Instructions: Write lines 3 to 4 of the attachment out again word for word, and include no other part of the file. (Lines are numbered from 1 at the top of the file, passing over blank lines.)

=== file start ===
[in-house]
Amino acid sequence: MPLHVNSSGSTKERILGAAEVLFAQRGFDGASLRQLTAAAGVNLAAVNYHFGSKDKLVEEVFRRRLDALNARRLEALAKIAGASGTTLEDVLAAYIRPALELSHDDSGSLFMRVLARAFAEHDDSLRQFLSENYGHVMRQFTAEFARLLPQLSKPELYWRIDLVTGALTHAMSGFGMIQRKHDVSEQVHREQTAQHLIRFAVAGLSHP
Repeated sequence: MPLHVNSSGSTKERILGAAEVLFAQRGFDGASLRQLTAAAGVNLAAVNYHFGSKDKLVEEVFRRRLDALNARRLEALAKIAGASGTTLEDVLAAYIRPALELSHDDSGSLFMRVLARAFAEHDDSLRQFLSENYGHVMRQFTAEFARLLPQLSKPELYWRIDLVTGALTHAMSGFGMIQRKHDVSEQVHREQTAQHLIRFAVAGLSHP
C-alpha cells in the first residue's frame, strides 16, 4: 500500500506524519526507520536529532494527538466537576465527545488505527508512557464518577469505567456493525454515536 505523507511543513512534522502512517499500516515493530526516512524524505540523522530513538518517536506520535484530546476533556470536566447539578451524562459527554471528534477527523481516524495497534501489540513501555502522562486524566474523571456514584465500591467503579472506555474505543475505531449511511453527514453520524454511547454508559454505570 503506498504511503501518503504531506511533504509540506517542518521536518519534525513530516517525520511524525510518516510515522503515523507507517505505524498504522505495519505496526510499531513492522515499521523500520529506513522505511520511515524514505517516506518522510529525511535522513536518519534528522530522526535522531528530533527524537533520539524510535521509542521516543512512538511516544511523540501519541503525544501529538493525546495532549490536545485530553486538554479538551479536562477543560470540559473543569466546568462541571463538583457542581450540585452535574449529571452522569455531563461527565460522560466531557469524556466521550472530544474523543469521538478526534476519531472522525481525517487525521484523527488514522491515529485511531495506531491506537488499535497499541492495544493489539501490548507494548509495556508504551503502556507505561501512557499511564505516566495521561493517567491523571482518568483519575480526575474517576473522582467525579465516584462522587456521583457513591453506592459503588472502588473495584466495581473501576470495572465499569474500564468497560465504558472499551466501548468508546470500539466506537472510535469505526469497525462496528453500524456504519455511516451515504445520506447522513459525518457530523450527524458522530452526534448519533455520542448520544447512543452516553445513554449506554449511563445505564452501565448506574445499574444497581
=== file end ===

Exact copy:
Repeated sequence: MPLHVNSSGSTKERILGAAEVLFAQRGFDGASLRQLTAAAGVNLAAVNYHFGSKDKLVEEVFRRRLDALNARRLEALAKIAGASGTTLEDVLAAYIRPALELSHDDSGSLFMRVLARAFAEHDDSLRQFLSENYGHVMRQFTAEFARLLPQLSKPELYWRIDLVTGALTHAMSGFGMIQRKHDVSEQVHREQTAQHLIRFAVAGLSHP
C-alpha cells in the first residue's frame, strides 16, 4: 500500500506524519526507520536529532494527538466537576465527545488505527508512557464518577469505567456493525454515536 505523507511543513512534522502512517499500516515493530526516512524524505540523522530513538518517536506520535484530546476533556470536566447539578451524562459527554471528534477527523481516524495497534501489540513501555502522562486524566474523571456514584465500591467503579472506555474505543475505531449511511453527514453520524454511547454508559454505570 503506498504511503501518503504531506511533504509540506517542518521536518519534525513530516517525520511524525510518516510515522503515523507507517505505524498504522505495519505496526510499531513492522515499521523500520529506513522505511520511515524514505517516506518522510529525511535522513536518519534528522530522526535522531528530533527524537533520539524510535521509542521516543512512538511516544511523540501519541503525544501529538493525546495532549490536545485530553486538554479538551479536562477543560470540559473543569466546568462541571463538583457542581450540585452535574449529571452522569455531563461527565460522560466531557469524556466521550472530544474523543469521538478526534476519531472522525481525517487525521484523527488514522491515529485511531495506531491506537488499535497499541492495544493489539501490548507494548509495556508504551503502556507505561501512557499511564505516566495521561493517567491523571482518568483519575480526575474517576473522582467525579465516584462522587456521583457513591453506592459503588472502588473495584466495581473501576470495572465499569474500564468497560465504558472499551466501548468508546470500539466506537472510535469505526469497525462496528453500524456504519455511516451515504445520506447522513459525518457530523450527524458522530452526534448519533455520542448520544447512543452516553445513554449506554449511563445505564452501565448506574445499574444497581